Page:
Types of Artificial Neural Networks
Although recent advances in computing power have led to the boom in deep learning, many of the networks have been defined for decades. The simplest of these, a perceptron (aka single-layer perceptron network; technically a perceptron is an algorithm not a network) was defined in 1957.
Whilst each type of ANN has their own distinct features and thus use cases, at their core they all contain three components:
- Input Layer — the first layer; data is received passively through the nodes (it is not manipulated) and then passed to the subsequent hidden layer.
- Hidden layer/s — data is processed using a variety of mathematical functions. The structure, type and number of hidden layers and functions are key factors in how the data is processed. It is these factors that also differentiate the various ANNs.
- Output — the final layer; node/s in this layer provide the final solution of the network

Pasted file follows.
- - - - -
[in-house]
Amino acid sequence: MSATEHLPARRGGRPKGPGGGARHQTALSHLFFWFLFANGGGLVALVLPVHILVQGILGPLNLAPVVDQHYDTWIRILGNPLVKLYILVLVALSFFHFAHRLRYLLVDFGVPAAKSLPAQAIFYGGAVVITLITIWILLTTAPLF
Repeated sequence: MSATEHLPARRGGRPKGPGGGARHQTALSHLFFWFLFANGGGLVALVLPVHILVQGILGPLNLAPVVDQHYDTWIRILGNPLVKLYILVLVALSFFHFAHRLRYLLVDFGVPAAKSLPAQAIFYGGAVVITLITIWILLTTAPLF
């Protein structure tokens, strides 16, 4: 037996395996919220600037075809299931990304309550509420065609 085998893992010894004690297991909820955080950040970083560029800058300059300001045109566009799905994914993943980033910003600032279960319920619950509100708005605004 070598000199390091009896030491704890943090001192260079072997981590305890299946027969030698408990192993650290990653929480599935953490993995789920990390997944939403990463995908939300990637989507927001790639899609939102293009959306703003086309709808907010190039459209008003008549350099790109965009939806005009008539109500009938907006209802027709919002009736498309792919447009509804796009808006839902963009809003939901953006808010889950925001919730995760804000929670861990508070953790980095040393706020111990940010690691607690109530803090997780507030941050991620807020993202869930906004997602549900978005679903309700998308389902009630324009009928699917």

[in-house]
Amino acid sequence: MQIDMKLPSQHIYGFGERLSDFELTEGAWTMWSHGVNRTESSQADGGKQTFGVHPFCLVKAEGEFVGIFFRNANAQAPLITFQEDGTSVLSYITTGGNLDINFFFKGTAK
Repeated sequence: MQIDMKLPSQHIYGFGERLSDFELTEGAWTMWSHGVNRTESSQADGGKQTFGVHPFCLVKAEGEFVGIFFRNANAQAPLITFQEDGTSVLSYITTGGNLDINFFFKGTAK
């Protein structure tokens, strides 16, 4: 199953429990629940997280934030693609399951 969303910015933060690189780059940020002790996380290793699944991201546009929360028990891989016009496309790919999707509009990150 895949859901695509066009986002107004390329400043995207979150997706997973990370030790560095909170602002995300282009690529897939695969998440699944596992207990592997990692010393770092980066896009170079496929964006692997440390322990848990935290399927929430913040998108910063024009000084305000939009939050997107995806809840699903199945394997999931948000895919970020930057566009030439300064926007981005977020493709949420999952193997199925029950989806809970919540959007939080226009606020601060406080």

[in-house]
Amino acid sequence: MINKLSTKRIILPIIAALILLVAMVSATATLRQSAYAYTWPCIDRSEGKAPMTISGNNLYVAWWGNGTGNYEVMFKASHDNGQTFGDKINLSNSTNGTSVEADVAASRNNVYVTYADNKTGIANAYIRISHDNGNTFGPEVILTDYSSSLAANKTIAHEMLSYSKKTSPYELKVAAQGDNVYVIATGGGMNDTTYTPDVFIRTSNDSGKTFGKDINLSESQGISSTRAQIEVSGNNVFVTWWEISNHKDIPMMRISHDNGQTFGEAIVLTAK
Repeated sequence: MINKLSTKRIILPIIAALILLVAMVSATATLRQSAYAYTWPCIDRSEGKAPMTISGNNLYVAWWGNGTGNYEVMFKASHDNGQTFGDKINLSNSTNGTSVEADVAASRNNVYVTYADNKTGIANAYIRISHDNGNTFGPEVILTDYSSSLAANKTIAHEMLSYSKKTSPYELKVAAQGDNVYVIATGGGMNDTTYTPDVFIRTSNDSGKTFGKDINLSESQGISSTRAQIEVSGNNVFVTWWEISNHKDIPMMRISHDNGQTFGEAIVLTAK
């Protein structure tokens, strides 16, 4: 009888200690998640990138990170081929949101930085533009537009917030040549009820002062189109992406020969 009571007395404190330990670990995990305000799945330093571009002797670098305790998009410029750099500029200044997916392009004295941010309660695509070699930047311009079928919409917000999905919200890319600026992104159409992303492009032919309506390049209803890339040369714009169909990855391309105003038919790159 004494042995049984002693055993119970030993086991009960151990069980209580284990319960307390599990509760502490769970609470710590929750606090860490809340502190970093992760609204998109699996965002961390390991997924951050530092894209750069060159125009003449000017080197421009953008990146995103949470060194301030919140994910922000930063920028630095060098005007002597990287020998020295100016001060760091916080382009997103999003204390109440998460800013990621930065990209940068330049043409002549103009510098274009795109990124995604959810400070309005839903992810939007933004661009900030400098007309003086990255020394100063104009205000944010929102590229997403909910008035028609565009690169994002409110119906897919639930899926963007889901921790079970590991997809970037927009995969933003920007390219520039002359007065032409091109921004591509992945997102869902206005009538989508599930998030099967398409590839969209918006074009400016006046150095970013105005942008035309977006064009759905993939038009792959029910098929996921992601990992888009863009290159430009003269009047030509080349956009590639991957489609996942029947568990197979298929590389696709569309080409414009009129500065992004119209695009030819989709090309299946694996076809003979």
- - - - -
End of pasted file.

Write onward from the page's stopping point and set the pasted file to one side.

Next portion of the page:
Feed Forward Networks (FFN) aka fully-connected networks, are the most common type of ANNs. Signals always travel forward from the input layer to the output layer via the hidden layer/s. Each node in any one layer is connected to all nodes in the subsequent layer, however they are never connected to other nodes within their own layer. FFNs are used to model how several input variables affect an output. As such, they can be used in many settings such as data compression, text recognition, speech recognition, as well as simple image recognition and classification to name a few. However, given their simple design, they are limited by their large processing requirements. As such, although they may be successfully implemented in various settings, often they may not be the optimal or preferred ANN.